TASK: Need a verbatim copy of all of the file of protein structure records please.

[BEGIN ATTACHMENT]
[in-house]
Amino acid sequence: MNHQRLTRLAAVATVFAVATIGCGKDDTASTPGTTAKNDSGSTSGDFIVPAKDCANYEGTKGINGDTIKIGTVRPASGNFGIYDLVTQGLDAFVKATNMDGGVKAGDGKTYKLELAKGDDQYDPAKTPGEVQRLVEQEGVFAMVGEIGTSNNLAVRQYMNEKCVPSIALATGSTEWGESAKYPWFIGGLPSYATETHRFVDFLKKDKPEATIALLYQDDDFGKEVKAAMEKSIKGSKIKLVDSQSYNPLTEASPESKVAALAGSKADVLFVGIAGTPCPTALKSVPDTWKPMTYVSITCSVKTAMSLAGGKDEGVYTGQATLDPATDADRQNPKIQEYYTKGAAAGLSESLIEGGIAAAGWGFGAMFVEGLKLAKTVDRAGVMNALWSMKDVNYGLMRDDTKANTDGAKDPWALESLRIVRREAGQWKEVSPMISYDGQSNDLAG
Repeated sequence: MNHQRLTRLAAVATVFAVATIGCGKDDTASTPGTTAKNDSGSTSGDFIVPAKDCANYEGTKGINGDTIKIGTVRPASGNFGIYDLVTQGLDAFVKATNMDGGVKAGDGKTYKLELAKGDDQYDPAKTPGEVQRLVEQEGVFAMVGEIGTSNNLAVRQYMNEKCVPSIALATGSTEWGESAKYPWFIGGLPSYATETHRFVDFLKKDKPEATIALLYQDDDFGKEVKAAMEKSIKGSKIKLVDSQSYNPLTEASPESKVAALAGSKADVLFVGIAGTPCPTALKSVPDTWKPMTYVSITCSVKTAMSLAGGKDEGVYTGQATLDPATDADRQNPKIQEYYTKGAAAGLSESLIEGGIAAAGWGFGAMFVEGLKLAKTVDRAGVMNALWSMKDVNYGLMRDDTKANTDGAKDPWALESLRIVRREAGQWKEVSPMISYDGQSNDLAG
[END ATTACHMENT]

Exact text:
[in-house]
Amino acid sequence: MNHQRLTRLAAVATVFAVATIGCGKDDTASTPGTTAKNDSGSTSGDFIVPAKDCANYEGTKGINGDTIKIGTVRPASGNFGIYDLVTQGLDAFVKATNMDGGVKAGDGKTYKLELAKGDDQYDPAKTPGEVQRLVEQEGVFAMVGEIGTSNNLAVRQYMNEKCVPSIALATGSTEWGESAKYPWFIGGLPSYATETHRFVDFLKKDKPEATIALLYQDDDFGKEVKAAMEKSIKGSKIKLVDSQSYNPLTEASPESKVAALAGSKADVLFVGIAGTPCPTALKSVPDTWKPMTYVSITCSVKTAMSLAGGKDEGVYTGQATLDPATDADRQNPKIQEYYTKGAAAGLSESLIEGGIAAAGWGFGAMFVEGLKLAKTVDRAGVMNALWSMKDVNYGLMRDDTKANTDGAKDPWALESLRIVRREAGQWKEVSPMISYDGQSNDLAG
Repeated sequence: MNHQRLTRLAAVATVFAVATIGCGKDDTASTPGTTAKNDSGSTSGDFIVPAKDCANYEGTKGINGDTIKIGTVRPASGNFGIYDLVTQGLDAFVKATNMDGGVKAGDGKTYKLELAKGDDQYDPAKTPGEVQRLVEQEGVFAMVGEIGTSNNLAVRQYMNEKCVPSIALATGSTEWGESAKYPWFIGGLPSYATETHRFVDFLKKDKPEATIALLYQDDDFGKEVKAAMEKSIKGSKIKLVDSQSYNPLTEASPESKVAALAGSKADVLFVGIAGTPCPTALKSVPDTWKPMTYVSITCSVKTAMSLAGGKDEGVYTGQATLDPATDADRQNPKIQEYYTKGAAAGLSESLIEGGIAAAGWGFGAMFVEGLKLAKTVDRAGVMNALWSMKDVNYGLMRDDTKANTDGAKDPWALESLRIVRREAGQWKEVSPMISYDGQSNDLAG